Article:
North Shore Councillors Decided

The final tally is in, and the Mayor along with all the Councillors for the 3rd Supercity Council are now known, most were confirmed on Saturday, however the race for the second ward position for the North Shore went down to special votes, as Richard Hills was only 70 votes ahead at the time.

The final result for the two Councillor positions for the North Shore was

1.     Chris Darby  19396 Votes

2.     Richard Hills 12651 Votes

Grant Gillion who was 70 odd votes behind at the Preliminary count finished on 12523 votes, Richard Hills increased his margin after special voting was counted to 128 votes.

Richard Hills should be a good addition to the Council from a Transport perspective, he campaigned on in his words “Better public transport, cheaper fares, more walking and cycling initiatives including Skypath and secure Rail to the Shore,”

He scored an A+ on Generation Zero’s Scorecard & has served two terms on Kaipatiki Local Board. Along with Darby it looks like the North Shore have voted 2 very PT focused candidates with both advocating for Cycling, as well as Rail for the Shore.

As far as I am aware he ran a positive campaign, and like Chloe used Social Media to very good effect.

The Final Council make is now as follows with the final votes, Bill Cashmore is N/A as he was elected unopposed.

(Note ignore text below title, these are the final not provisional results)

Confirmed Results

The final turnout was 38.5% after special votes had been counted, and 18000 votes were made on the Saturday.

Should Auckland Transport get out of the parking business?

This is a question that Councillor Chris Darby asked on Facebook last week:
chris-darbyIt is a valid question, especially considering the white elephant that has been the Ronwood Ave carpark in Manukau. But if we look a bit closer at the city centre, it seems like some pretty key sites – worth quite a lot of money – are wrapped up in parking. Let’s just look at the Downtown and Victoria Street carparks.

The Downtown carpark has nearly 1,900 spaces, occupies a prime site pretty much on the waterfront and is a key location in terms of linking together the city with the viaduct and Wynyard Quarter areas, as well as to the growing Victoria Quarter. The site has a capital value of $65 million, of which around half is the value of the land it occupies:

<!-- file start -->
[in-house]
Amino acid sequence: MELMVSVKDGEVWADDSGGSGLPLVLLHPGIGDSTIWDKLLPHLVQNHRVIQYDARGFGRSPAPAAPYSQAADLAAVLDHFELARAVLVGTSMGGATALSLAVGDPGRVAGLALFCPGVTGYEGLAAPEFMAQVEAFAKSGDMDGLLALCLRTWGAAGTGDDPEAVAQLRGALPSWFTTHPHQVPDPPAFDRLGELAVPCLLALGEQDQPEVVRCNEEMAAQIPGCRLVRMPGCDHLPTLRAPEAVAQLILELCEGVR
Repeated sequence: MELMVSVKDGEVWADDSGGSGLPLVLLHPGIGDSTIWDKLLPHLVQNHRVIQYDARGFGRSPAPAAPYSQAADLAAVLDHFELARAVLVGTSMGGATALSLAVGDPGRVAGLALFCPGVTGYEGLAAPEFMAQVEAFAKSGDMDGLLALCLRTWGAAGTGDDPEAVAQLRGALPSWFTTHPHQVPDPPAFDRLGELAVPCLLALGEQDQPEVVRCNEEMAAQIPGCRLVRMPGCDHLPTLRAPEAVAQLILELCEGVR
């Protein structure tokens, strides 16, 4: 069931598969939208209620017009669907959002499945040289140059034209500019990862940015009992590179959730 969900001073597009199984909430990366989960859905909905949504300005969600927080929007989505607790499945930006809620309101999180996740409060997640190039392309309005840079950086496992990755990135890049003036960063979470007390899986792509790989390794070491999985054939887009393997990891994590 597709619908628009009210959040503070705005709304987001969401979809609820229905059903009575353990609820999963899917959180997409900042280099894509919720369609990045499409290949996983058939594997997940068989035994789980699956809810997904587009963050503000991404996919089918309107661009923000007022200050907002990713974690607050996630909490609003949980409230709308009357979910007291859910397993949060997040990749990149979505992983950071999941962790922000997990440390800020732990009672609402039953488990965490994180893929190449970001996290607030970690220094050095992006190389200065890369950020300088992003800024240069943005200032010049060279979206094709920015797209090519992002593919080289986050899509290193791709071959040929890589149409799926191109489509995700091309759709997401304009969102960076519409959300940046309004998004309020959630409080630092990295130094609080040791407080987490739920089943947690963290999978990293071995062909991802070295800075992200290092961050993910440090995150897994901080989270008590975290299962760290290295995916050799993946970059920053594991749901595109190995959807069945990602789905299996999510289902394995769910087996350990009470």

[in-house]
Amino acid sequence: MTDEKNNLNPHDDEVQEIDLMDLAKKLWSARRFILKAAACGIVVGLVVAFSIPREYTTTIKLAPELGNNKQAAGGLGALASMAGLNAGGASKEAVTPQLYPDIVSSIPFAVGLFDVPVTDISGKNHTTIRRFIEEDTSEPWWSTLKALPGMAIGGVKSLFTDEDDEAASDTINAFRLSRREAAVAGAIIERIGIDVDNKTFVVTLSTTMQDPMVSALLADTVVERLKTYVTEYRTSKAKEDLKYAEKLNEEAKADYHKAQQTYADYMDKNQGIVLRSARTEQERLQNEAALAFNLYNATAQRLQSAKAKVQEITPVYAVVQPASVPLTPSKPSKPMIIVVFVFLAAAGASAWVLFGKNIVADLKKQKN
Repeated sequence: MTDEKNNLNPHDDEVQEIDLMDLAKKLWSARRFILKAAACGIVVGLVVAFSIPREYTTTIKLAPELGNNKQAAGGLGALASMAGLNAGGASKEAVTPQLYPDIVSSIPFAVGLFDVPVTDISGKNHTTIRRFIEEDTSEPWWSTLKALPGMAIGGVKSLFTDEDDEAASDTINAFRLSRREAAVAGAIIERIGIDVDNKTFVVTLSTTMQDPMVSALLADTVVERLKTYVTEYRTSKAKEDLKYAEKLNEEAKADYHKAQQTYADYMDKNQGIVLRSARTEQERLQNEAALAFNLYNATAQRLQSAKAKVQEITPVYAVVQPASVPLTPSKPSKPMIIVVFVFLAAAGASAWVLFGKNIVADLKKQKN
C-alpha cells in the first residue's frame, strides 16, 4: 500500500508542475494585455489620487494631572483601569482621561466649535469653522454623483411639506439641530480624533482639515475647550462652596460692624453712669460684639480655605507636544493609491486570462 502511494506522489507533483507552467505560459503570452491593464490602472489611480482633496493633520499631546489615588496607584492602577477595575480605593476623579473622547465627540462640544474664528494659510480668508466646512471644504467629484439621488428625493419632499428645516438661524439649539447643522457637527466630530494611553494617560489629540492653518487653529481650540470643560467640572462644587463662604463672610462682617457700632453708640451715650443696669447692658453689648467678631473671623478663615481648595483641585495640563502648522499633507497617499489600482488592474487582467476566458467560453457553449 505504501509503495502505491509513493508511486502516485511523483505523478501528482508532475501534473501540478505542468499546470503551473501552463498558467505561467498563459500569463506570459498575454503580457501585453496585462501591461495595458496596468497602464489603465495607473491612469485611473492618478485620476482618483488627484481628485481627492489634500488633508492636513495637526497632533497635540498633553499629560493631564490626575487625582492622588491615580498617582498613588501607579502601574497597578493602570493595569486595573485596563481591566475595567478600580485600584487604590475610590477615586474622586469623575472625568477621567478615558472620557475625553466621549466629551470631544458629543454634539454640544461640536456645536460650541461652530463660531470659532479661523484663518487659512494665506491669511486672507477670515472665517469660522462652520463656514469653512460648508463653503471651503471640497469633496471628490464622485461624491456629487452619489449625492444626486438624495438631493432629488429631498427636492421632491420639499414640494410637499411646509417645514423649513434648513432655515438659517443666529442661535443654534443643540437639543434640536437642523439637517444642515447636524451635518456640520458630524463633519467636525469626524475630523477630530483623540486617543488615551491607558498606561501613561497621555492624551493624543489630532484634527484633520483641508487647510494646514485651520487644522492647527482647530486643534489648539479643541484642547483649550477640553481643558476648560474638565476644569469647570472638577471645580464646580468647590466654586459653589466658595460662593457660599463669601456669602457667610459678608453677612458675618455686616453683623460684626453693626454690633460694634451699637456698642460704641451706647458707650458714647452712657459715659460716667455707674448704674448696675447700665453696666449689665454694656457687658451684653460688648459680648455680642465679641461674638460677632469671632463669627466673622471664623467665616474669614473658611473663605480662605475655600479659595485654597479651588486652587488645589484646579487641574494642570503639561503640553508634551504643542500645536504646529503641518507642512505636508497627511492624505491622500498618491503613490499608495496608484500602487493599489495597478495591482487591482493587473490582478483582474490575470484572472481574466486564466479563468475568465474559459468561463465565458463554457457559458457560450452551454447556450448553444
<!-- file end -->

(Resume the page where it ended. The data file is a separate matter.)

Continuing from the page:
downtown-carparkThe Victoria Street carpark is about half the size (just under 900 spaces) and once again is located in a pretty prime spot in the city centre – right next to Albert Park and with a bit of elevation overlooking the Queen Street valley. It’s worth $45 million, of which just over $20 million is the value of the land itself.

victoria-st-carpark

I wonder what sort of rate of return the Council is getting on these pretty expensive assets. Looking at the pricing structure of parking in these buildings it seems as though prices are about the same (for early bird) or cheaper (for casual parking) than they were a decade ago. The Draft Annual Plan suggests a fairly modest $2.7 million profit from the entirety of the Council’s off-street parking business – on revenue of $28.6 million. While some expenditure will be on free parking areas in smaller centres, it does appear as though the rate of return on the city centre parking buildings (let alone the Ronwood Ave white elephant) is fairly dismal.

Councillor Darby seems keen to have the conversation around whether off-street parking buildings should be something Council (through Auckland Transport) gets involved in. Considering that in the city centre, owning parking buildings and probably subsidising the cost of parking (through the very low rate of return) goes against all policies to boost public transport use and unclog the city centre of cars, it’s a damn good conversation to have. Another one is whether Council should sell the buildings in their current use or redevelop them into something else themselves (as suggested for the Downtown carpark in the City Centre Master Plan).